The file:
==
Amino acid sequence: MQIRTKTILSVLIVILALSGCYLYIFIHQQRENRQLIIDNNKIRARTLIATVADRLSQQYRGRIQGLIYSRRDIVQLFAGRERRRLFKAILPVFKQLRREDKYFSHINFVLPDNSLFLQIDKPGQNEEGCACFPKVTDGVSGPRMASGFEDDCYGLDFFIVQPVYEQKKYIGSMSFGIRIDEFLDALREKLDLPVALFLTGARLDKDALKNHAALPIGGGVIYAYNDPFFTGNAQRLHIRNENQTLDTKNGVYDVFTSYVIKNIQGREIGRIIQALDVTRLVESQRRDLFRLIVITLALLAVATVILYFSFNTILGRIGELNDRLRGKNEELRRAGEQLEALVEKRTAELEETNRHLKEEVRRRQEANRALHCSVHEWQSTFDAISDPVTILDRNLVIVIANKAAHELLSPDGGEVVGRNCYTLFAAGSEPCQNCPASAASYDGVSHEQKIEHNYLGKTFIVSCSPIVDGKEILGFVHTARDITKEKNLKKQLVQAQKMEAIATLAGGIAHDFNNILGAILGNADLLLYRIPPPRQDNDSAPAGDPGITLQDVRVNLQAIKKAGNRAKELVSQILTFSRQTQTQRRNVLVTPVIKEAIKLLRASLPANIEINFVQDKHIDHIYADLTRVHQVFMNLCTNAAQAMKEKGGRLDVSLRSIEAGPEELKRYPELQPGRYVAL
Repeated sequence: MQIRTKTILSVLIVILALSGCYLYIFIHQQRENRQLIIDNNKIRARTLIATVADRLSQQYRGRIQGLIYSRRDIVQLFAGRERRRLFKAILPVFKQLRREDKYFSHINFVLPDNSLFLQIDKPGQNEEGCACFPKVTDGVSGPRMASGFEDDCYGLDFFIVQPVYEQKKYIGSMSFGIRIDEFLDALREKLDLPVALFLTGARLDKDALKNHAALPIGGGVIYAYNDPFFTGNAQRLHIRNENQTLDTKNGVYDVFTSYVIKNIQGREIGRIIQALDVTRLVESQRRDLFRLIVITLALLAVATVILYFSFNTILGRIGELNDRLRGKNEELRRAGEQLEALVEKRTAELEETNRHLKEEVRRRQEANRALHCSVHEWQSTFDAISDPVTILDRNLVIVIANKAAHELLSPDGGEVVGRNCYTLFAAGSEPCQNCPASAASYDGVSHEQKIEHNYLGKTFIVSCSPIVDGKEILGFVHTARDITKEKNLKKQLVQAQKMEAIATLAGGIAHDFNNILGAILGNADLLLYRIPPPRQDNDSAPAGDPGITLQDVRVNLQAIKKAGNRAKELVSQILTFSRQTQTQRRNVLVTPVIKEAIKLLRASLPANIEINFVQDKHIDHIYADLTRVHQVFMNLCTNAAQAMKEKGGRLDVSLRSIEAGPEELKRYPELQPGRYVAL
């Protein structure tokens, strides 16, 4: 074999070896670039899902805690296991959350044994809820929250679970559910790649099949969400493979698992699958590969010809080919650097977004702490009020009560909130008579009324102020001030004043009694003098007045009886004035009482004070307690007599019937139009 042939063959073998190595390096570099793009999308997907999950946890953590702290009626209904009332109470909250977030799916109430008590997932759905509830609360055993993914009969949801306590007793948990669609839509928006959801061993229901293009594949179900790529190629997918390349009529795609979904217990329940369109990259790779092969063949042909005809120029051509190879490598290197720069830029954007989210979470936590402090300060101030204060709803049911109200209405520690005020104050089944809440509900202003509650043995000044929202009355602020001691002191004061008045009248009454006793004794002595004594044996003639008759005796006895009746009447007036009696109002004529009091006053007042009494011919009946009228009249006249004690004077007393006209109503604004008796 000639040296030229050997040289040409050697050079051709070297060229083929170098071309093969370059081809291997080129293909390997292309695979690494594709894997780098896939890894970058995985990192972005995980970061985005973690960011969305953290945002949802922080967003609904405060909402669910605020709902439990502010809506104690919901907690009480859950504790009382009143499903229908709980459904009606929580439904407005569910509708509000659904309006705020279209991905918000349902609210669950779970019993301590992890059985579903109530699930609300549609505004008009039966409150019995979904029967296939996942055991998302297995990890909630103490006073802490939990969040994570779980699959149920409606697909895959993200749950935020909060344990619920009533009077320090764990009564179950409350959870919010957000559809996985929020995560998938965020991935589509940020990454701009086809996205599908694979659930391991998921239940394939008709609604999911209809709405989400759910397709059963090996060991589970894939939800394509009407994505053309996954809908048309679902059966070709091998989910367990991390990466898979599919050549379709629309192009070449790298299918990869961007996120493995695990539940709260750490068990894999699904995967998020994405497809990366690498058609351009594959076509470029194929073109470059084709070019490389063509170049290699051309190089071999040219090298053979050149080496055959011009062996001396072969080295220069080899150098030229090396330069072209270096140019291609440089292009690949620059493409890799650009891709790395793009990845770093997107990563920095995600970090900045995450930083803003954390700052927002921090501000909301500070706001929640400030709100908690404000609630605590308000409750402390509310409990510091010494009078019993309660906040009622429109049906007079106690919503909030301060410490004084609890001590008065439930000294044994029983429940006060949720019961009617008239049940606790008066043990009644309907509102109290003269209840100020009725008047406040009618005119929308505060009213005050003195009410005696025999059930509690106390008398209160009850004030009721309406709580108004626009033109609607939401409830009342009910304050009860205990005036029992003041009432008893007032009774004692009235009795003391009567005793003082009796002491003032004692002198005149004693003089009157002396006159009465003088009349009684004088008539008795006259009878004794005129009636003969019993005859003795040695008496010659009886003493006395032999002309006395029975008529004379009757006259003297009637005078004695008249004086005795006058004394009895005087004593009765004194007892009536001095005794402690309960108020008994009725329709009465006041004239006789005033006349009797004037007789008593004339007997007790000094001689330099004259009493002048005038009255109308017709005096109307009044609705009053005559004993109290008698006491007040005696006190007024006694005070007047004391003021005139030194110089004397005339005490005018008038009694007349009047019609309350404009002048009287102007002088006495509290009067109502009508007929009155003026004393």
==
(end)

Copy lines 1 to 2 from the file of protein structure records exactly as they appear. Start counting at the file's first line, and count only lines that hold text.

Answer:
Amino acid sequence: MQIRTKTILSVLIVILALSGCYLYIFIHQQRENRQLIIDNNKIRARTLIATVADRLSQQYRGRIQGLIYSRRDIVQLFAGRERRRLFKAILPVFKQLRREDKYFSHINFVLPDNSLFLQIDKPGQNEEGCACFPKVTDGVSGPRMASGFEDDCYGLDFFIVQPVYEQKKYIGSMSFGIRIDEFLDALREKLDLPVALFLTGARLDKDALKNHAALPIGGGVIYAYNDPFFTGNAQRLHIRNENQTLDTKNGVYDVFTSYVIKNIQGREIGRIIQALDVTRLVESQRRDLFRLIVITLALLAVATVILYFSFNTILGRIGELNDRLRGKNEELRRAGEQLEALVEKRTAELEETNRHLKEEVRRRQEANRALHCSVHEWQSTFDAISDPVTILDRNLVIVIANKAAHELLSPDGGEVVGRNCYTLFAAGSEPCQNCPASAASYDGVSHEQKIEHNYLGKTFIVSCSPIVDGKEILGFVHTARDITKEKNLKKQLVQAQKMEAIATLAGGIAHDFNNILGAILGNADLLLYRIPPPRQDNDSAPAGDPGITLQDVRVNLQAIKKAGNRAKELVSQILTFSRQTQTQRRNVLVTPVIKEAIKLLRASLPANIEINFVQDKHIDHIYADLTRVHQVFMNLCTNAAQAMKEKGGRLDVSLRSIEAGPEELKRYPELQPGRYVAL
Repeated sequence: MQIRTKTILSVLIVILALSGCYLYIFIHQQRENRQLIIDNNKIRARTLIATVADRLSQQYRGRIQGLIYSRRDIVQLFAGRERRRLFKAILPVFKQLRREDKYFSHINFVLPDNSLFLQIDKPGQNEEGCACFPKVTDGVSGPRMASGFEDDCYGLDFFIVQPVYEQKKYIGSMSFGIRIDEFLDALREKLDLPVALFLTGARLDKDALKNHAALPIGGGVIYAYNDPFFTGNAQRLHIRNENQTLDTKNGVYDVFTSYVIKNIQGREIGRIIQALDVTRLVESQRRDLFRLIVITLALLAVATVILYFSFNTILGRIGELNDRLRGKNEELRRAGEQLEALVEKRTAELEETNRHLKEEVRRRQEANRALHCSVHEWQSTFDAISDPVTILDRNLVIVIANKAAHELLSPDGGEVVGRNCYTLFAAGSEPCQNCPASAASYDGVSHEQKIEHNYLGKTFIVSCSPIVDGKEILGFVHTARDITKEKNLKKQLVQAQKMEAIATLAGGIAHDFNNILGAILGNADLLLYRIPPPRQDNDSAPAGDPGITLQDVRVNLQAIKKAGNRAKELVSQILTFSRQTQTQRRNVLVTPVIKEAIKLLRASLPANIEINFVQDKHIDHIYADLTRVHQVFMNLCTNAAQAMKEKGGRLDVSLRSIEAGPEELKRYPELQPGRYVAL